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Narslan Limited Aciclovir Cream 50mg/G Narslan

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Virostad Cream 50mg/g aciclovir Aciclovir Cream 50 mg/g Viralief™ Cream 50 mg/g.


1g of Cream contains 50 mg aciclovir Ph.Eur.




4.1. Therapeutic indications

Virostad Cream 50 mg/g aciclovir/Aciclovir Cream 50 mg/g/

Viralief TM Cream 50 mg/g (POM packs):

The treatment of herpes simplex virus infections of the skin, including initial genital herpes and herpes labialis. For topical use within 24 hours of onset of prodromal symptoms. Do not use in the eyes.

Virostad Cream 50 mg/g aciclovir/Aciclovir Cream 50 mg/g/

Viralief™ Cream 50 mg/g (P packs):

The treatment of herpes simplex virus infections of the lips and face.

4.2. Posology and method of administration

Treatment should be initiated as soon as possible after the start of the infection, ideally during the prodromal period or when the lesions first appear.

A thin film of cream should be applied to the infected and immediately adjacent skin areas 5 times daily at 4 hour intervals during the day.

Treatment should be continued for 5 days, followed by a further 5 days treatment if healing has not occurred.

Virostad Cream 50 mg/g aciclovir/Aciclovir Cream 50 mg/g/

Viralief™ Cream 50 mg/g only (POM packs):

Genital herpes: Medical advice should be obtained prior to treatment of genital herpes.

4.3 Contraindications

Hypersensitivity to aciclovir, valaciclovir, propylene glycol or any other ingredients of the preparation.

4.4 Special warnings and precautions for use

The cream is not recommended for application to mucous membranes such as in the mouth, eye or vagina, as it may be irritant. Particular care should be taken to avoid accidental introduction into the eye.

In severely immunocompromised patients (e.g. AIDS patients or recipients of bone marrow transplants) oral dosing should be considered. Such patients should be encouraged to consult a physician concerning the treatment of any infection.

The excipient propylene glycol can cause skin irritation and the excipient cetyl alcohol can cause local skin irritation (e.g. contact dermatitis).

Virostad Cream 50 mg/g aciclovir/Aciclovir Cream 50 mg/g/ Viralief™ Cream 50 mg/g (P packs):

Only recommended for use on cold sores on the lips and face.

4.5 Interaction with other medicinal products and other forms of interaction

Probenecid increases the mean half-life and area under the plasma concentration curve of systemically administered aciclovir. Other drugs affecting renal physiology could potentially influence the pharmacokinetics of aciclovir. However this is likely to be of little relevance to the cutaneous application of aciclovir.

No clinically significant interactions have been identified.

4.6 Fertility, pregnancy and lactation


There is no information on the effect of aciclovir on human female fertility.

In a study of 20 male patients with normal sperm count, oral aciclovir administered at doses of up to 1g per day for up to six months has been shown to have no clinically significant effect on sperm count, motility or morphology.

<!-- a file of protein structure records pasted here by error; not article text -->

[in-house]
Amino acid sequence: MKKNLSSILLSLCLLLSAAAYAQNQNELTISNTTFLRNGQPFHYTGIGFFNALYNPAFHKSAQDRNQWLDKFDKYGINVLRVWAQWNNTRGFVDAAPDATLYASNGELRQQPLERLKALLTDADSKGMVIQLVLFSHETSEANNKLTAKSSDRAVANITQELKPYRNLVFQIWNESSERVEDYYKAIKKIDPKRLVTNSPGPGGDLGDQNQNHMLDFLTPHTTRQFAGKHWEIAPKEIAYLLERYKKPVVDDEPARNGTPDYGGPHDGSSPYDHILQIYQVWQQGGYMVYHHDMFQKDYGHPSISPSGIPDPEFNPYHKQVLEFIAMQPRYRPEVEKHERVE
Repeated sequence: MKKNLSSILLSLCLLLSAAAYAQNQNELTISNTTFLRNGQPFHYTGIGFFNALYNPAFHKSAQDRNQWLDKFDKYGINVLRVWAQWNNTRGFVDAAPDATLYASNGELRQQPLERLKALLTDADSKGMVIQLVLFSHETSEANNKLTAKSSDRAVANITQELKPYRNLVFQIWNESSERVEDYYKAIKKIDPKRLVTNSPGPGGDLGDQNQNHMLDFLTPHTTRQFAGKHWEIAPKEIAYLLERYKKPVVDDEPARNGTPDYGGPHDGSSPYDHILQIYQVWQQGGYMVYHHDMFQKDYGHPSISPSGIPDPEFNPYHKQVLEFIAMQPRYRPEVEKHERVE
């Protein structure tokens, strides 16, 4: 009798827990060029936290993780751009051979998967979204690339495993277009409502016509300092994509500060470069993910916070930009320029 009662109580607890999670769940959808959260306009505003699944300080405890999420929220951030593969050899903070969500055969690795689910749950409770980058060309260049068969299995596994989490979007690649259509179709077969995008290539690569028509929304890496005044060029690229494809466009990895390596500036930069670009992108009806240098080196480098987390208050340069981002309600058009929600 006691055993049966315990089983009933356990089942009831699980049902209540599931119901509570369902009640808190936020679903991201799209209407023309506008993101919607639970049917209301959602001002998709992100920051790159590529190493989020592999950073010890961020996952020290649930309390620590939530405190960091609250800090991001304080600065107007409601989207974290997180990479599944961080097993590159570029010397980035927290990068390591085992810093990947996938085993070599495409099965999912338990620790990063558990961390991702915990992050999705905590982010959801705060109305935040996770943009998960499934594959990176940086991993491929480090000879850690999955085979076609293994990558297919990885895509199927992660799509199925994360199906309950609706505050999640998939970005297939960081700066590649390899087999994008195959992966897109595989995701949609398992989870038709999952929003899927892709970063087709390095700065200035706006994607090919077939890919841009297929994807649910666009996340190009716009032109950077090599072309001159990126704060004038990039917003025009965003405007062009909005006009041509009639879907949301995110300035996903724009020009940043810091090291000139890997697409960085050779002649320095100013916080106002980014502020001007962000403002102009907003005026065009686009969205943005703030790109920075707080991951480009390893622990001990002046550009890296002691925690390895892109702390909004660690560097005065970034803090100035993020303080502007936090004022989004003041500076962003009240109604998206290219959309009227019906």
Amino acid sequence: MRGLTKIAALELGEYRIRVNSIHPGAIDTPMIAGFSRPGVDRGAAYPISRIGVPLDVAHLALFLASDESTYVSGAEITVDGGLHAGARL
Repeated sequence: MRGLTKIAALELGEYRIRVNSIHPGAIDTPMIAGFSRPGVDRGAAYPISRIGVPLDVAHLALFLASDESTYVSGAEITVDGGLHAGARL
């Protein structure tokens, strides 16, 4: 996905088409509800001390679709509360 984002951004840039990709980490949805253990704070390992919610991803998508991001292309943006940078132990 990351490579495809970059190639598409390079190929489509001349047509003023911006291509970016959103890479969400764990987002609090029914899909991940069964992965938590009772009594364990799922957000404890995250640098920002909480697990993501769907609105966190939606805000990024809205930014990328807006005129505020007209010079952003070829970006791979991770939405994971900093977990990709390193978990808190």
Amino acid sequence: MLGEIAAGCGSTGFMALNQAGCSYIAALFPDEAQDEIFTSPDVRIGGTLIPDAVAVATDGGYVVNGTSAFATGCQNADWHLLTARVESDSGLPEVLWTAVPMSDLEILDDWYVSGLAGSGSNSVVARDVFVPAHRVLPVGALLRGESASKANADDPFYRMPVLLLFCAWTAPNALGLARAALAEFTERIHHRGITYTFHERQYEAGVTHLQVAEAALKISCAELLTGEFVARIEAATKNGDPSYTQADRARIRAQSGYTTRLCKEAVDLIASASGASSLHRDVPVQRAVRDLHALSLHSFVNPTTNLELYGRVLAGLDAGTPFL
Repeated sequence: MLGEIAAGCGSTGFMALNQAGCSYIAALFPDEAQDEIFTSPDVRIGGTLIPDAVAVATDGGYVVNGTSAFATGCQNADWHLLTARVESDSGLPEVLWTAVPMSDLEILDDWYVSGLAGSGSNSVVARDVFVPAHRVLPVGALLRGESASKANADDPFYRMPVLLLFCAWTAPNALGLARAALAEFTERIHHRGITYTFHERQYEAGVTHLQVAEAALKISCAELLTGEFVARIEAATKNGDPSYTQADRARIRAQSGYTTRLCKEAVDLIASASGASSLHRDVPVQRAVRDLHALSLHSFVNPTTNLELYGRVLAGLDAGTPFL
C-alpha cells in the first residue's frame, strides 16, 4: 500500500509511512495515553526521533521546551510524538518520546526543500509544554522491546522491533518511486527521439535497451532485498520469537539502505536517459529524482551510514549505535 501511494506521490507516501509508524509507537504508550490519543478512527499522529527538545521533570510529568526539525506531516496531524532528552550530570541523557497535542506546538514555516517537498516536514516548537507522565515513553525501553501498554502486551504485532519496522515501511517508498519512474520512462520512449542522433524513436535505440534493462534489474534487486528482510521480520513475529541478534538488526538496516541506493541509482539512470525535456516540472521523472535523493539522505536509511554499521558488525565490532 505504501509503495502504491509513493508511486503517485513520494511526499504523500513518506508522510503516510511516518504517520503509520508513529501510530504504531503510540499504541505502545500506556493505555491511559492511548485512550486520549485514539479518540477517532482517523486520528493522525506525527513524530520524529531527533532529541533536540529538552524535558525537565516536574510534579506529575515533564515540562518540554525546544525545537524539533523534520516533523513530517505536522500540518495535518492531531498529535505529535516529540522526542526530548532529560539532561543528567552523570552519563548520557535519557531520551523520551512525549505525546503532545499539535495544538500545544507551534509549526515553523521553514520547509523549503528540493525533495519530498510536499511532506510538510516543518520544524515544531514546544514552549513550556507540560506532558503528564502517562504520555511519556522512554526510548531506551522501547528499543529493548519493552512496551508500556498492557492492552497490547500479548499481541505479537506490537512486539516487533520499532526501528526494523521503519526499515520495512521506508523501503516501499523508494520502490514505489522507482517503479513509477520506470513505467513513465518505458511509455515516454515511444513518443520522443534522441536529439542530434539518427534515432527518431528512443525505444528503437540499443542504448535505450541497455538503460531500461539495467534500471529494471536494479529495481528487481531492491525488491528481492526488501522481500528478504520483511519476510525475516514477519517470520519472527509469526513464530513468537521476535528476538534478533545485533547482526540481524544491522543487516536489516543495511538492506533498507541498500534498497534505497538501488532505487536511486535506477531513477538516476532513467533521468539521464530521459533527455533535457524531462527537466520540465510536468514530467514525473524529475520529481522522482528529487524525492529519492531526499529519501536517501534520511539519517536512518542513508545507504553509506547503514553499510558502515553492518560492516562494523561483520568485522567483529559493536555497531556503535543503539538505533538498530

A post-marketing aciclovir pregnancy registry has documented pregnancy outcomes in women exposed to any formulation of aciclovir. The registry findings have not shown an increase in the number of birth defects amongst aciclovir exposed subjects compared with the general population, and any birth defects showed no uniqueness or consistent pattern to suggest a common cause.

The use of aciclovir should be considered only when the potential benefit outweighs the possibility of unknown risks however the systemic exposure to aciclovir from topical application of aciclovir cream is very low.

In internationally accepted standard tests the systemic administration of aciclovir did not produce embryotoxic or teratogenic effects in rabbits, rats or mice.

Foetal abnormalities were observed in non-standard tests in rats, but only following such high sub-cutaneous doses that maternal toxicity was produced. The clinical relevance of these findings is uncertain.


Limited human data show that the drug does pass into breast milk following systemic use. However, the dosage received by a nursing infant following maternal use of aciclovir cream would be insignificant.

4.7. Effects on ability to drive and use machines

None known.

4.8 Undesirable effects

In this section, frequencies of undesirable effects are defined as follows: very common (> 1/10); common (>1/100 to <1/10); uncommon (>1/1,000 to <1/100); rare (>1/10,000 to <1/1,000); very rare (<1/10,000); not known (cannot be estimated from the available data).

Skin and subcutaneous tissue disorders

Uncommon: Transient burning or stinging following application of aciclovir cream. Mild drying or flaking of the skin. Itching.

Rare: Erythema. Contact dermatitis following application. When sensitivity tests have been conducted, the reactive substances have most often been shown to be components of the cream rather than the active substance acyclovir.

Immune system disorders

Very rare: Immediate hypersensitivity including angioedema and urticaria.

4.9    Overdose

Overdose is unlikely to occur, if the cream is applied locally and as indicated. There are no reports concerning an overdose of aciclovir cream.

No untoward effects would be expected if the entire contents of the tube containing 500mg of aciclovir were ingested orally.

Doses of 800 mg five times daily (4 g per day), have been administered without adverse effects. Single intravenous doses of up to 80 mg/kg have been inadvertently administered without adverse effects. Aciclovir is dialysable.


5.1. Pharmacodynamic properties

Aciclovir is a pharmacologically inactive substance. After penetration into cells which are infected with herpes simplex virus types I and II (HSV I & HSV II) or varicella-zoster virus (VSV), aciclovir is converted into a virostatic agent. The conversion of aciclovir is catalysed by viral HSV- or VZV--thymidine kinase. Human thymidine kinase does not use aciclovir effectively as a substrate, hence the toxicity to mammalian host cells is low.